The outreach worker said, "You need to get tested, because you're still sexually active with him and he could have transmitted it to you." I didn't want to hear it. I was like, "No, no, this isn't happening. No!" I got very defensive.

I had found out probably about two to three years prior that he was using drugs. He was shooting heroin. When I met him I was 19 years old. I got with him when I was right out of high school. We dated for about 11 months. Before we could get married, I was pregnant. So he was my partner, and I wasn't with anyone else.

It was a good relationship at the beginning; then it started to take over my identity. Now I can say it was domestic violence, spousal abuse; but back then, to me it was love. He loved me so much that he didn't want me hanging around with family. He wanted me home. I thought that was part of a relationship. All he had to do was say, "I love you," and everything was fine. When I found out he was shooting drugs, I accepted it.

He'd come home after he'd be drinking. I'd get smacked, he'd pull my hair; but then the next day everything was OK. Then it started getting worse. By the time I had my second child I got beat up a lot. There was fear in me of questioning anything he was doing, because if I questioned it, I got hit. So I learned to act like everything was OK.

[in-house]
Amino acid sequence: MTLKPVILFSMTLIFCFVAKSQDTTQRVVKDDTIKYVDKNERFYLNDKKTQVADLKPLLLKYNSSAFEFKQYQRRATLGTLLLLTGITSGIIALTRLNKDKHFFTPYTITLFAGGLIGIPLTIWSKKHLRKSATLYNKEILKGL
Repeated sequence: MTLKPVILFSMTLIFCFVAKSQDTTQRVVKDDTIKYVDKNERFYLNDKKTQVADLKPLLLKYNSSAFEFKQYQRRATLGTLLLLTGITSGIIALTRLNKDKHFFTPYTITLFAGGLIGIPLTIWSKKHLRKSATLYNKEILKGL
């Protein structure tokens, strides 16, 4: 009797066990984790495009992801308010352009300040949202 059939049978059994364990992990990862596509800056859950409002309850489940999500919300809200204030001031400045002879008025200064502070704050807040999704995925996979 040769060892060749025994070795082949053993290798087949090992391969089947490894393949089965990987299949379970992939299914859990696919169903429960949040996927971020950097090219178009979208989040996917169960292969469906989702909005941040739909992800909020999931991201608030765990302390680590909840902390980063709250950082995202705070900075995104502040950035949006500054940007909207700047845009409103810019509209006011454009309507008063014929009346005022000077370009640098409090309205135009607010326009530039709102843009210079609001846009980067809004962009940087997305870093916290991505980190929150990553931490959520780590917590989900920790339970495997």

He never held a job. I was the one that worked and took care of the kids. He would come and go as he pleased. He would be gone for weeks. I lived this life for a long time. I never questioned anything that he did, until that September day, when he came and told me that he was HIV positive.

Finally they convinced me to get tested. I took an anonymous test and it came back positive. I told them, "Nope, I'm not positive. I want another test." A month later, I finally got the second test. The counselor that was doing the test wasn't very comforting. He was matter-of-fact: "Why did you come for a second test if your first test told you you were positive?" I said, "Because I don't think I'm positive." He said, "Well, you are positive. Here are some pamphlets that explain what HIV is. If you have children you need to make arrangements, because you might have a year or two to live. Thank you. Have a nice day."